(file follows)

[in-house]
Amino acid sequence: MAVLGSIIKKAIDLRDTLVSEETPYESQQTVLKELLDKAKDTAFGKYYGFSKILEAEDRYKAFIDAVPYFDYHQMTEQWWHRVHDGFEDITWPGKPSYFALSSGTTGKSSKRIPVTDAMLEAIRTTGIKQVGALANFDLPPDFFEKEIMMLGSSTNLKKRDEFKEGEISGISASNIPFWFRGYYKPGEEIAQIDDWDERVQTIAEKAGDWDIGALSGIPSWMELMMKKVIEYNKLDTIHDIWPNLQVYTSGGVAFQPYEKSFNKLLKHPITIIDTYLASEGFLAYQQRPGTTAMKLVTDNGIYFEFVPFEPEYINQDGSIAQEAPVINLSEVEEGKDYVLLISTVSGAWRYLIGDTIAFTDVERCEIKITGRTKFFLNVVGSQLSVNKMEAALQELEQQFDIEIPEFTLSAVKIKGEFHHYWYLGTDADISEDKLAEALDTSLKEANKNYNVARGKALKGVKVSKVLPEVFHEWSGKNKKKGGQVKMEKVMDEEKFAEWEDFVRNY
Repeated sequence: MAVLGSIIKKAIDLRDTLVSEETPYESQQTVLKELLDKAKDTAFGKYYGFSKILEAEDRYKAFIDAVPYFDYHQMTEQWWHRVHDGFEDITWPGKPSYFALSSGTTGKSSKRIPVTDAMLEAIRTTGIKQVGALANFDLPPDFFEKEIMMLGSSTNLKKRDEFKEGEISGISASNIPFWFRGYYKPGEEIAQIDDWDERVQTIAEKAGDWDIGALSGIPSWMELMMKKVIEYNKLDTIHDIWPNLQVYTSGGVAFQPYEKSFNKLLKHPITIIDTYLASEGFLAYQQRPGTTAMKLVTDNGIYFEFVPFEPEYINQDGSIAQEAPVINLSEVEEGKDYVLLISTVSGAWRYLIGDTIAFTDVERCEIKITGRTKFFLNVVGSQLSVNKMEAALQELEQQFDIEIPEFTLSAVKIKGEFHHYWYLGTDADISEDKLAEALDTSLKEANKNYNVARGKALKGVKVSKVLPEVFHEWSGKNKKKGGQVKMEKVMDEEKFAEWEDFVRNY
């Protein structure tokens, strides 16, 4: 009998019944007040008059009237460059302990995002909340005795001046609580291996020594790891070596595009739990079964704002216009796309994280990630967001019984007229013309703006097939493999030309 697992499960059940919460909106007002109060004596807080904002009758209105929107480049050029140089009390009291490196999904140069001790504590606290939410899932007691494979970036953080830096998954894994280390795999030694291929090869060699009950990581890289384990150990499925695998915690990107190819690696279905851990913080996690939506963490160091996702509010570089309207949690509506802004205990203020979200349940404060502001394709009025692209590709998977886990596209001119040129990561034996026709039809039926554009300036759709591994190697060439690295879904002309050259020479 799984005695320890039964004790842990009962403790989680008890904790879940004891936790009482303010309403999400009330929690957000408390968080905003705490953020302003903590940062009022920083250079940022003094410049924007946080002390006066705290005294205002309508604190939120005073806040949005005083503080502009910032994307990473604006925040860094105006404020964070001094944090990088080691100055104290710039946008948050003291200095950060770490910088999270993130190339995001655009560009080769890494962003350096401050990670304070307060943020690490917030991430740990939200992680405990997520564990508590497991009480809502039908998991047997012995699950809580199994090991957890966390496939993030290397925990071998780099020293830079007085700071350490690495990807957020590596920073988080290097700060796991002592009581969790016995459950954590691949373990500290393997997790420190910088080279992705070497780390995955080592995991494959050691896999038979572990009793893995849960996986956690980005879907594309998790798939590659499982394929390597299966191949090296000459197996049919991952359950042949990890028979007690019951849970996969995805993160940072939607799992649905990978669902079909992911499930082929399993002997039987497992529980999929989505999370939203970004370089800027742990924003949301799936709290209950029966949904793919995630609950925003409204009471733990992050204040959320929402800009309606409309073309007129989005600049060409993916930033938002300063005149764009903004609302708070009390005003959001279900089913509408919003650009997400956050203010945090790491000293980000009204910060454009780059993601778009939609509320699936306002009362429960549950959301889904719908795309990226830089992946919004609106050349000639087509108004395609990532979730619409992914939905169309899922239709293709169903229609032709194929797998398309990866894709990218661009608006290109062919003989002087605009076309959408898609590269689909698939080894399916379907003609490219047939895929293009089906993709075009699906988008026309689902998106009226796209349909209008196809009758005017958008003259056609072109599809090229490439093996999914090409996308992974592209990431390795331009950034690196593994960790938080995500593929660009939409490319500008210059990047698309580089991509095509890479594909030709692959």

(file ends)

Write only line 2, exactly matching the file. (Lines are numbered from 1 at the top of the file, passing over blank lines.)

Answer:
Amino acid sequence: MAVLGSIIKKAIDLRDTLVSEETPYESQQTVLKELLDKAKDTAFGKYYGFSKILEAEDRYKAFIDAVPYFDYHQMTEQWWHRVHDGFEDITWPGKPSYFALSSGTTGKSSKRIPVTDAMLEAIRTTGIKQVGALANFDLPPDFFEKEIMMLGSSTNLKKRDEFKEGEISGISASNIPFWFRGYYKPGEEIAQIDDWDERVQTIAEKAGDWDIGALSGIPSWMELMMKKVIEYNKLDTIHDIWPNLQVYTSGGVAFQPYEKSFNKLLKHPITIIDTYLASEGFLAYQQRPGTTAMKLVTDNGIYFEFVPFEPEYINQDGSIAQEAPVINLSEVEEGKDYVLLISTVSGAWRYLIGDTIAFTDVERCEIKITGRTKFFLNVVGSQLSVNKMEAALQELEQQFDIEIPEFTLSAVKIKGEFHHYWYLGTDADISEDKLAEALDTSLKEANKNYNVARGKALKGVKVSKVLPEVFHEWSGKNKKKGGQVKMEKVMDEEKFAEWEDFVRNY